The other two stops were for routine maintenance, the first just short of 10,000 miles and the second just over 20,000, both prompted by the car. The first set us back $197.35 for oil, filter, washer fluid, and oil and fuel “conditioners” the dealer slipped in. The second pit stop was a steeper $272.20 for just an oil and filter change, because dealer number two marks up a quart of oil 87 percent higher than dealer number one and the filter 97 percent. It also charges 69 percent more for labor, so let that all be a lesson to shop around if you can.
A recall was also performed free of charge during the first service to prevent backfiring, an issue we never experienced.
At $469.55, the maintenance wasn’t cheap, but it still cost less than our 2017 Audi A4 2.0T Quattro for the same service ($561.36 for two oil changes and inspections). On the other hand, our 2012 BMW 328i Sport didn’t cost a dime in maintenance because BMW throws that in for free the first three years or 36,000 miles. Then again, that BMW’s entire steering rack failed and had to be replaced at 14,500 miles.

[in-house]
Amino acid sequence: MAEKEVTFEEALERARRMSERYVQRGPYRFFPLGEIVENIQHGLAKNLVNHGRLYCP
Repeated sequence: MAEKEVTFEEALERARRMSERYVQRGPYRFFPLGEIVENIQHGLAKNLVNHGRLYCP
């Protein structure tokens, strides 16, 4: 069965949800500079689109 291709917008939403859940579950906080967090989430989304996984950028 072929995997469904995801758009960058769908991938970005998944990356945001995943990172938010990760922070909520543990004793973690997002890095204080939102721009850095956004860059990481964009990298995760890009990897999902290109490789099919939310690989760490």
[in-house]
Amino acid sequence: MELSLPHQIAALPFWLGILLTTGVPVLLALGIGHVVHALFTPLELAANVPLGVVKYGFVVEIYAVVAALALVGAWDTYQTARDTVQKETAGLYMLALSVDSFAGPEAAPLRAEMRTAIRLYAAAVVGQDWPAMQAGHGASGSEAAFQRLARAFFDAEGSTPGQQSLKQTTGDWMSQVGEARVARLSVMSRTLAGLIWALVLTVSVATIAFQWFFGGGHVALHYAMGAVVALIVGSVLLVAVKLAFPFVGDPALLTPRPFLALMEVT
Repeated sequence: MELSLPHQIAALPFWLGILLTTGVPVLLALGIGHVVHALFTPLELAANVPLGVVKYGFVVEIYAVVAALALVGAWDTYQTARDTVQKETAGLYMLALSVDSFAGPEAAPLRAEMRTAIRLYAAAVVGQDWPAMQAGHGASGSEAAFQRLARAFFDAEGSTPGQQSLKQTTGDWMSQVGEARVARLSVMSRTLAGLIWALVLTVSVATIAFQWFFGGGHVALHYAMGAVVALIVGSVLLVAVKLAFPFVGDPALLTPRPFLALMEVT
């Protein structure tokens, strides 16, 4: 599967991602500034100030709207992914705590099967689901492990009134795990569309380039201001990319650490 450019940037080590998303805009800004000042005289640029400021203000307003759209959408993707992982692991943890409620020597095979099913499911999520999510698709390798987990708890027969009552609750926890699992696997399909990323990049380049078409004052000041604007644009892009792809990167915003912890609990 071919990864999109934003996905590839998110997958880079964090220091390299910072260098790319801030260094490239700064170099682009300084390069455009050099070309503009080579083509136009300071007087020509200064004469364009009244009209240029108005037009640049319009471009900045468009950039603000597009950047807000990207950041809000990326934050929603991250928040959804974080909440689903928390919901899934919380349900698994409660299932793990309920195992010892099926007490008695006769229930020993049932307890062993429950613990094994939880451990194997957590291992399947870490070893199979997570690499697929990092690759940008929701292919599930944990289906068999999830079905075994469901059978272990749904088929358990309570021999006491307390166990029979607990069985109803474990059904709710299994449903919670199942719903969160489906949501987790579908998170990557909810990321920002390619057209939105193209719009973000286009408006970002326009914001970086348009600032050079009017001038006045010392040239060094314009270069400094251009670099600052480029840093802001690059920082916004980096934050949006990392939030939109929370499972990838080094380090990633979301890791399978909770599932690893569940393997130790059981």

All that time the Giulia spent not breaking down like everyone predicted, it was busy handling situations it wasn’t intended for. This is a sport sedan through and through, and yet when I had to take a detour down a 3-mile Forest Service road around a washout and when I got caught in a late-season snowstorm, it behaved as though it were driving down fresh pavement on a beautiful spring day. The compliance in the suspension kept it riding nicely in the dirt, and the Pirelli P Zero summer tires didn’t mind the cold.
It worked damn well in the situations it was intended for, too. Whether it was taking down that BMW or putting my mother-in-law who’d recently had a double knee replacement and my 6-foot-6 father-in-law in the back seat, the Giulia was a champ.